My Favorite Brands to Sell on Poshmark

      There are tons of excellent brands to sell on Poshmark, and to be honest, some will really surprise you. I tend to stay away from the luxury products game because you have to put in a whole     lot more money for inventory, and you risk losing more. I like the good quality, decent turnaround brands, even some basic mall brands. My favorite place to source is the Goodwill Outlet – aka the bins. It’s cheap, and it’s fun! Okay. Fun is subjective. I think it’s fun, but, if you don’t like digging and occasionally seeing people being ridiculously rude at new bins, you might not love it. It’s definitely the most cost effective though. If you’re just starting, I would really say you should try the bins because mistakes are MUCH less of a mistake when you pay next to nothing for your items.


  1. BKE – Lots of brands sold at Buckle do fairly well on Poshmark, and these jeans are usually at least a $30 turnaround.
  2. Big Star – These sell for around the same price point as the BKE jeans above.
  3. Miss Me – These always go for a good bit, more when the back pockets are overly decorated.
  4. American Eagle – These jeans move, not for a ton, but you’re looking at $18 to $25 for a pair, and that’s a decent turnaround if you’re sourcing at the bins.


  1. Clarks – I love selling these shoes, especially when I find them pretty often in good condition at the Goodwill Outlet aka “the bins.” These sell pretty consistently for between $25 to $35.
  2. Olukai – These are a great brand and endure really well over time. They sell consistently for $25 to $45 (even kids!)
  3. Hoka – Hoka sneakers really hold their value, and these sell regularly for $40-$80 depending on condition and color way. I LOVE finding these at the bins.
  4. UGG – boots and flip flops – Uggs do fairly well all around and usually for a decent amount as long as you can get them for the right price.
  5. Crocs – but mostly at bins prices. Crocs almost ALWAYS sell, but depending on style, not for a ton of money. I wouldn’t pay up for many of them unless you’ve done your research and know what you’re looking at.
  6. Teva – I don’t have a ton of experience with these, but I have sold one pair sourced at the bins. …moved in a week or two and for upward of $30. They were men’s hiking/kayaking closed toe sandal style. I’ve heard that these can be great, and they moved well for me.
  7. Minnetonka – The calf/knee height boots with the fringe on them go quickly and for at least $30 in good condition. I’ve picked these up at the bins twice, and they go within a week or two. Both were great transactions. I do have a pair of unlisted flip flops of the same brand, but I can’t comment on if they’ll move or not as they aren’t listed yet.
  8. Sperry – but ONLY the funky ones – Sperry boat shoes move really well if you find the ones with the glittery effects and sequins. Funky colors like pinks and teals tend to move in these types of shoes, at least in our store.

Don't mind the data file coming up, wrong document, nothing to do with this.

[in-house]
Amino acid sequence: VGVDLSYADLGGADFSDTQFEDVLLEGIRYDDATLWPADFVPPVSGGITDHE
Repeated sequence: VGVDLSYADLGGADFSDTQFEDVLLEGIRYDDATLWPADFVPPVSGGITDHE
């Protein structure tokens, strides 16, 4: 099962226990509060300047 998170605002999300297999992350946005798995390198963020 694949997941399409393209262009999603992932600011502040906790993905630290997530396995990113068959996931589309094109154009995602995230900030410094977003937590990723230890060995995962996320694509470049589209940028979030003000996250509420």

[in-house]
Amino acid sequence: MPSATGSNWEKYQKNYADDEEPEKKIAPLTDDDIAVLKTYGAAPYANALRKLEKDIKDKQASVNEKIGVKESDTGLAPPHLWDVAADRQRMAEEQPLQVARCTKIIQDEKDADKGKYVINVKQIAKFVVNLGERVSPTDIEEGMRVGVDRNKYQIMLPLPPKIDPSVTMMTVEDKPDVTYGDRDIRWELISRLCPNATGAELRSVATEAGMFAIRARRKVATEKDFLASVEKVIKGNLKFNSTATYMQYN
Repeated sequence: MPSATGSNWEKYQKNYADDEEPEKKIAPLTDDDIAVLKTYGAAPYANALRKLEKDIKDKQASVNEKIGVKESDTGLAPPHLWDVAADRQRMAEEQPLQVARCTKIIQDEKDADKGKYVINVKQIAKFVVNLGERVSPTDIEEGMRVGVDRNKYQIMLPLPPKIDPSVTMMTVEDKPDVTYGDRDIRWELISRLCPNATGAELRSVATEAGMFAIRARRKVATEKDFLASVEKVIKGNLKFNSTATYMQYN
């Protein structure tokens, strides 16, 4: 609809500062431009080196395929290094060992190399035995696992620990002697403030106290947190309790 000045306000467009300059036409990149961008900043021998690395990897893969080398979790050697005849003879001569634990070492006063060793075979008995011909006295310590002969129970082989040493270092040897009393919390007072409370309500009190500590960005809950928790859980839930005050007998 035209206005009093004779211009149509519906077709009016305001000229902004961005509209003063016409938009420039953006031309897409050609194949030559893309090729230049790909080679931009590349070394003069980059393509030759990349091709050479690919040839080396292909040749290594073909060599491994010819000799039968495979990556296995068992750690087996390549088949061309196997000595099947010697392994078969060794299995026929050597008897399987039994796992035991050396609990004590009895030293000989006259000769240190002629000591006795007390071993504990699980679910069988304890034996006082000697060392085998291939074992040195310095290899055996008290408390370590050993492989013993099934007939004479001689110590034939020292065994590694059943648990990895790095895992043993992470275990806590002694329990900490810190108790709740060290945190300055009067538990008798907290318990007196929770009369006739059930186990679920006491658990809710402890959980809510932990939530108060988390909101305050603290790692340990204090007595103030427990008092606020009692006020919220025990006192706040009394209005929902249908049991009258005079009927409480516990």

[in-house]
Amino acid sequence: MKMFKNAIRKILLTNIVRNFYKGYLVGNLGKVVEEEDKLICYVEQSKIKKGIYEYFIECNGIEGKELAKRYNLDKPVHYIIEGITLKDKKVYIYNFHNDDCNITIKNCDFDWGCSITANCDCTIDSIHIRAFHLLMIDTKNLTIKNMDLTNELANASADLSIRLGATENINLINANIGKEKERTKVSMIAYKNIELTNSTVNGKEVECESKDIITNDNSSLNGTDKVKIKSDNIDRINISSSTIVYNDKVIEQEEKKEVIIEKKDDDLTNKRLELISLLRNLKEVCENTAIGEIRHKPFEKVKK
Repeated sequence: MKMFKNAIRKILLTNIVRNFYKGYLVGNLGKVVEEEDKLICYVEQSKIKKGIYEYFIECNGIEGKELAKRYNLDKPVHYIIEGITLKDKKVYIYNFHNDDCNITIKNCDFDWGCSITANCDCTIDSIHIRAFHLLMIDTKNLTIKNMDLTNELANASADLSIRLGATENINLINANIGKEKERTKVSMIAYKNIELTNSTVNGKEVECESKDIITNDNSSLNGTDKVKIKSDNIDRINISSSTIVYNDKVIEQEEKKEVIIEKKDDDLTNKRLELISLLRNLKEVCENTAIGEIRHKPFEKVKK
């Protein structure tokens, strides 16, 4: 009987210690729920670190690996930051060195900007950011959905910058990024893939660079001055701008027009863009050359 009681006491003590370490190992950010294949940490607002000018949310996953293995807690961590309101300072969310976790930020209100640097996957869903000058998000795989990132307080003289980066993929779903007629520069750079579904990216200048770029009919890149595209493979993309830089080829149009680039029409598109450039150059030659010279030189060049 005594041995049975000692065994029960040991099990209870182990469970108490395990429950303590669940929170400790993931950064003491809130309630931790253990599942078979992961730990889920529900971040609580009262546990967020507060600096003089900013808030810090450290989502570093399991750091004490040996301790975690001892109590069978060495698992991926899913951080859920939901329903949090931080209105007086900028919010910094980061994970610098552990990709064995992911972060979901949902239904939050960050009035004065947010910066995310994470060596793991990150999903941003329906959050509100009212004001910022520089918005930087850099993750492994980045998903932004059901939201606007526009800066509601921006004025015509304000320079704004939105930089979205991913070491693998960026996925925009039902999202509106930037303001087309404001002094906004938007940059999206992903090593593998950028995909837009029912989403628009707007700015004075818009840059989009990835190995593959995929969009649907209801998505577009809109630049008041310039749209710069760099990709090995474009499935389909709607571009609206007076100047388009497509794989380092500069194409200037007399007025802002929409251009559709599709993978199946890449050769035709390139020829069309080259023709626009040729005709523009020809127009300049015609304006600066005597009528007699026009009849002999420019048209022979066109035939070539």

9. Nocona – cowboy boots. I’ve found these once. They were vintage, and the bottoms were definitely somewhat worn, and I turned them around from $8.99 to $50. It was a welcome flip.


  1. Calvin Klein – These career type dresses have a very big following. If you find these on super clearance at a Marshall’s or TJ Maxx type store, these are totally worth picking up (if they’re cheap enough.) If new with tags, we have turned these dresses around repeatedly for $25 to $40. Even in excellent condition, they are worthy of a pick up and quick search.
  2. Strasburg – These kids dresses have a HUGE following as well. Vintage to new, Strasburg dresses are definitely worth picking up at thrift prices. They generally have hand embroidery and smocking that makes the Southern Mamas swoon.


  1. Patagonia – The Better Sweater line and fleeces from Patagonia as well as cold weather pants and clothing do very well. They generally go for some pretty decent money too.
  2. The North Face – This brand has always been pretty great, but their fleeces do particularly well. However, they used to be worth quite a bit more than they are now, so just keep that in mind. You’ll sell North Face, but you won’t sell it for huge money.


  1. Talbot’s – I know this is a fairly saturated brand, and it doesn’t go for all that much. But, when you source from the bins, totally worth it. Talbot’s moves depending on style and season.
  2. LOFT – Some people pass on LOFT because it’s saturated. But, for our business model, LOFT has always moved, and I’ve never had any issues with the transactions or the people who like LOFT. I’ve sold their shorts, tops, pants and skirts. All have done great for us.
  3. Lilly Pulitzer – Basically anything from this brand is worth it. The more loud and bright prints are generally worth a little bit more. Pick up if the thrift price is not overly elevated. Bigger sizes are always  better.


This is, in no way, an exhaustive list of great brands to sell. It’s somewhere to start though, especially if you’re just beginning. Pay attention to styles, colors and seasons. I prefer to list different seasons and holidays year round, but there is something to be said for listing Christmas stuff in November and other holidays like that. In season, items generally command a slightly higher price, but they can still sell year round.